May 5, 1931 - February 23, 2019
Walter Alvin Schuerenberg died at home peacefully on Saturday, February 23rd with his family by his side at the age of 87. He is so grateful and appreciative for all of the special times with family and friends, countless prayers, and encouraging notes online since he was diagnosed with lung cancer in October of 2017.
Walt was born in Kewanee, Mo on May 5th, 1931 to Charles Godfrey and Mary Belle Schuerenberg. Charles and Mary had 11 children and sadly lost 3 to childhood illnesses before Walt was born. He grew up on a farm with seven surviving sisters who loved to take care of and spoil him since he was the only boy and the next to youngest sibling. Like most children who grow up on farms, he had a lot of hard work to do when he wasn’t in school. His daily chores were to milk the cows and feed the hogs every day with his sister, Farrie. He was also responsible for the horses and “breaking them in” for a saddle. He always had a deep connection to animals and was able to be a kind of “horse whisperer” to calm the horses down in order to saddle them. He was also one of the starters on his school’s basketball team due to his great skills on the court and the fact that he was one of about only a dozen males in the small, country school. After graduating high school, Walt enlisted in the US Air Force at the onset of the Korean War. One early morning at the end of his basic training, the drill sergeant came in to the barracks and yelled out the names of two men who would be going to serve the war efforts in Alaska, while the remaining would be shipped to Korea the next morning to fight on the front lines. Walt was one of the two chosen to be stationed in multiple Alaskan Air Force bases over the next four years as a “radarman” to watch out for Russian planes entering the US air space. Most of the others in his basic training who went to Korea never came home from the war. This always weighed heavily on Walt’s heart that he had been so randomly spared in this wartime assignment. It wasn’t until late in life that he embraced the fact that he was a wartime veteran, but he always maintained that “many give ‘some’ but the real American heroes are the ones who give ‘all’ and don’t get to come home.” He never took it for granted that he was able to have a full life after the war and tried to make the most of this gift every day.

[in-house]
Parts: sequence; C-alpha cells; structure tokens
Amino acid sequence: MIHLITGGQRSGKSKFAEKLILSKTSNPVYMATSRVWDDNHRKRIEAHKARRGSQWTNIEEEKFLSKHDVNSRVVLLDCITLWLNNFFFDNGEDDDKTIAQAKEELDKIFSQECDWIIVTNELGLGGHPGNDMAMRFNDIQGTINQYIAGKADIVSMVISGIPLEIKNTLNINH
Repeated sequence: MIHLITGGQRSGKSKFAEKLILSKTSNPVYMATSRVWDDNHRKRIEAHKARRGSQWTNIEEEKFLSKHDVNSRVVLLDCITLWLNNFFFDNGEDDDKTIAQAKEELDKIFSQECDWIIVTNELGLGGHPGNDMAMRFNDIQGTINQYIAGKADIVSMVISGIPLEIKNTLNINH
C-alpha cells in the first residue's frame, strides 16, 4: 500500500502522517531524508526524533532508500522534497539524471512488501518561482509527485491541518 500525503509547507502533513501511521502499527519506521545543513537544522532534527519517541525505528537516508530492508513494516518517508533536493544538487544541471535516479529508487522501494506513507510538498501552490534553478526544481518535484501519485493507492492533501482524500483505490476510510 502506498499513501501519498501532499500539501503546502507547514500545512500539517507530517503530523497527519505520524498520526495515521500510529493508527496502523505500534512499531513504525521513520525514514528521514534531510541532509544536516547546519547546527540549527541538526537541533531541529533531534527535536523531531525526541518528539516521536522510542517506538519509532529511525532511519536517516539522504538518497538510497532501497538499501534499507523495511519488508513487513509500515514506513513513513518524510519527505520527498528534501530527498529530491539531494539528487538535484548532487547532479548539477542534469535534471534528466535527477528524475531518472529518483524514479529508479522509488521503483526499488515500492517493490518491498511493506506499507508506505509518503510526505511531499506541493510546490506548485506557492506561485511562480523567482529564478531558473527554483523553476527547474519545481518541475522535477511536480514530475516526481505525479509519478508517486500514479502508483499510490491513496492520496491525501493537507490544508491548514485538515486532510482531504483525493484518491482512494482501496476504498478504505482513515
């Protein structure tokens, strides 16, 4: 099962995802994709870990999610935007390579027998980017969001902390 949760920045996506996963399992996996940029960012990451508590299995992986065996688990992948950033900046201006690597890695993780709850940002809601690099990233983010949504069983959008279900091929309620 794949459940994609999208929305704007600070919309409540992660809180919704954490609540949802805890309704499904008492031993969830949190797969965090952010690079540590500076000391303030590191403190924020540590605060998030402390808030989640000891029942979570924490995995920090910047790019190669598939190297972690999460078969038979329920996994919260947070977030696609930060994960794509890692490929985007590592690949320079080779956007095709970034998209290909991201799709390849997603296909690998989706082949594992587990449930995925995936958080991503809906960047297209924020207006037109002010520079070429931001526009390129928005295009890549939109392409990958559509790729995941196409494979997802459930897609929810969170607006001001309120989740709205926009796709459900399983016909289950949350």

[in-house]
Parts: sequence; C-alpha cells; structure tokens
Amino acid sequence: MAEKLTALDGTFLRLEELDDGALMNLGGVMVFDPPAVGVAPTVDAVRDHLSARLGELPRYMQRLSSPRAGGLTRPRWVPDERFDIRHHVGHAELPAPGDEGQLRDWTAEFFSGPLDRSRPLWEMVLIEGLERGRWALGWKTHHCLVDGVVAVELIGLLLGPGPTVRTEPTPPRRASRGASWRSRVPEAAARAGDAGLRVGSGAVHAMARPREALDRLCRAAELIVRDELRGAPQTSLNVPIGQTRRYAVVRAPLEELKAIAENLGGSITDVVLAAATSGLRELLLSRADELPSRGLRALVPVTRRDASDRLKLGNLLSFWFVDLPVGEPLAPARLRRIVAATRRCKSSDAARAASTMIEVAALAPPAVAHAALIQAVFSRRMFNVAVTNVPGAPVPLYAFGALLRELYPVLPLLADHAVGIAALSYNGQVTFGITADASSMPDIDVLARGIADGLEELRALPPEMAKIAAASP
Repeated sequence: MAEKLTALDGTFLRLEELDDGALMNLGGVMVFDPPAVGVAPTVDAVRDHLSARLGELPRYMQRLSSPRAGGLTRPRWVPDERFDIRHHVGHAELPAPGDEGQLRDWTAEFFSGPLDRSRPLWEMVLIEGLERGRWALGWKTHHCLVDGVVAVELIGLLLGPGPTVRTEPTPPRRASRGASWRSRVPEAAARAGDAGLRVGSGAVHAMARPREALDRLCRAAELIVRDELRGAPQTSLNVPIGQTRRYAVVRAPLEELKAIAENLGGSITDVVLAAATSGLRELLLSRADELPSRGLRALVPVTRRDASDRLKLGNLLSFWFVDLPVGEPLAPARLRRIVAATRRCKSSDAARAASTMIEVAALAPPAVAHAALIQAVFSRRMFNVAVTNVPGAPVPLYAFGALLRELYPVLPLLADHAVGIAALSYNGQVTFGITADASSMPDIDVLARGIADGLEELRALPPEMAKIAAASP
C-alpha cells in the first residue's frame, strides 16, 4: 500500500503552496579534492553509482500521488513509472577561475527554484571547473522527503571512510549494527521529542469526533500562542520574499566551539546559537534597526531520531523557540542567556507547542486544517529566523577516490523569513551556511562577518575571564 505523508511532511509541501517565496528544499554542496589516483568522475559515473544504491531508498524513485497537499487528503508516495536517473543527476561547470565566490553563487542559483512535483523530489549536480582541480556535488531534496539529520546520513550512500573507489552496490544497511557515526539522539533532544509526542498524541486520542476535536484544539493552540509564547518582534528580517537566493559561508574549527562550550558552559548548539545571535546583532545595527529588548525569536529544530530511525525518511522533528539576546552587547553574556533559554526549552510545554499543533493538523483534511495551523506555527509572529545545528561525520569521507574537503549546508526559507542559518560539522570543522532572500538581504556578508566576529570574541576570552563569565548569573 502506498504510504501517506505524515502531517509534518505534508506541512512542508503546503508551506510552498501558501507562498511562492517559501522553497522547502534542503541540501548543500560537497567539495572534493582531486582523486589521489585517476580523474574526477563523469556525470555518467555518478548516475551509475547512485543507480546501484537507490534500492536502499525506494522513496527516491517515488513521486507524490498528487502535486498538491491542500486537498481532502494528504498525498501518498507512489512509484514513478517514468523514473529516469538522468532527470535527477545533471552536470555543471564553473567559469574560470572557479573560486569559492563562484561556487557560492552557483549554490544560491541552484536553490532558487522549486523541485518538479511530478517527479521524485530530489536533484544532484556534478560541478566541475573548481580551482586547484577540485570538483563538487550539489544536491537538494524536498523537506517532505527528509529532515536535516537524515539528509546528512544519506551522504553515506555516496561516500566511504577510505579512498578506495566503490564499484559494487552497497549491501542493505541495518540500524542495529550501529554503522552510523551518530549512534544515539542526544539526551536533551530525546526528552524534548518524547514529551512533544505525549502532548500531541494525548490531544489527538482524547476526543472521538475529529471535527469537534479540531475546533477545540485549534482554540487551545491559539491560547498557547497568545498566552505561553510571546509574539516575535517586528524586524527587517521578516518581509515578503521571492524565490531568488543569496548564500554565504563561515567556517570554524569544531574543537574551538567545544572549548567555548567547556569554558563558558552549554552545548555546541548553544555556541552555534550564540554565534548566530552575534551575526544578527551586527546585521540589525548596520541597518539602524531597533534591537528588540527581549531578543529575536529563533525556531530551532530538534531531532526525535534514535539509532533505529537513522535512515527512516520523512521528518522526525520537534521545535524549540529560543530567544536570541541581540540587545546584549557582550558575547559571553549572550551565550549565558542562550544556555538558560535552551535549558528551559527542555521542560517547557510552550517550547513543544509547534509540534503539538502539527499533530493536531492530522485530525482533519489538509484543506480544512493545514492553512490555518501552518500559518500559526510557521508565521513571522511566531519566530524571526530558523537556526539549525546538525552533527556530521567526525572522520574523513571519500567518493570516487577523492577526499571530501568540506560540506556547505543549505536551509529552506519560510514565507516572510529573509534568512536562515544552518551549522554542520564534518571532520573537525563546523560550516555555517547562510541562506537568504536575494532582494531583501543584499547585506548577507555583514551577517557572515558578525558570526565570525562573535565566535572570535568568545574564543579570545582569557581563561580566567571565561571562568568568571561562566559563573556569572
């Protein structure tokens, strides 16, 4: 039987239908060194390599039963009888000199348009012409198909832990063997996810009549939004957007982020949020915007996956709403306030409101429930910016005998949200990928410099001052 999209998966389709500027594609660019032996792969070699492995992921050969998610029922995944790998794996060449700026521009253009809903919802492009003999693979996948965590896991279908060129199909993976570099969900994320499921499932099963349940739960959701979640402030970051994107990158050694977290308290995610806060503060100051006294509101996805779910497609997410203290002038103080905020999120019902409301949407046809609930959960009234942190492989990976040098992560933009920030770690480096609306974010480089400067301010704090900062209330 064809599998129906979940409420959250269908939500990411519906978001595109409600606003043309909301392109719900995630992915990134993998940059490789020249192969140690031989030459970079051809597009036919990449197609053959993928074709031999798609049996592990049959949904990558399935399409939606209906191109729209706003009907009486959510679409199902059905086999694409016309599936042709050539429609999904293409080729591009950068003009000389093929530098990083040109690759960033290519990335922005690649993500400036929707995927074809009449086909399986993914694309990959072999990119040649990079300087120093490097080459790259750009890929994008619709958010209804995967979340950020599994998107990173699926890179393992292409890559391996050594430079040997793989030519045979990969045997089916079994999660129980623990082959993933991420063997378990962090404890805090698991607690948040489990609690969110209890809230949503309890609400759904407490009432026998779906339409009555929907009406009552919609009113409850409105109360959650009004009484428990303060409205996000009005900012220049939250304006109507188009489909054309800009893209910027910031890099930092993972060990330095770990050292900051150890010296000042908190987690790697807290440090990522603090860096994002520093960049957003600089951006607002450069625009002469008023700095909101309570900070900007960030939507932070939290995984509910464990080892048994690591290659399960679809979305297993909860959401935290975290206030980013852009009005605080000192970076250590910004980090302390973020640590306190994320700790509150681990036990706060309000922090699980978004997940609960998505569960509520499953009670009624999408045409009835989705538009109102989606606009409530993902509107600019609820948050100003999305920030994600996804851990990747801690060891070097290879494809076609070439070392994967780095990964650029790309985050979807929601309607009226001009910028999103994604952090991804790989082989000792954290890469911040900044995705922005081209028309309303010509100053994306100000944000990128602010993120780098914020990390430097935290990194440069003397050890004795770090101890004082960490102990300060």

After an honorable discharge from the Air Force, he opened a small diner in North Texas where he was the cook. “Walt’s Diner” didn’t last very long in business due to a lack of good employees, but it did help Walt refine his cooking skills that would impress so many with throughout his lifetime. After a few other random jobs, Walt joined the US Postal Service for the next 33 years. While working at a Dallas Post Office that was next to a grocery store, he met his wife, Louise Swanson Schuerenberg. Walt would come to the grocery store to get his lunch every day where Louise would make sure that she opened a register for him to come through without any wait. After several months of having this no-wait experience at the grocery store, he finally realized that he was being given special treatment with the hopes of asking Louise out on a date. A year or so later they were married and remained a loving married couple for the rest of his life. “Family first” was a core tenet to Walt’s belief system and many times in his career he turned down promotions so that he could be more present with his family. Walt took great pride in being a Scoutmaster, Soccer coach, Baseball coach, Church leader, and many other of roles in his family’s life.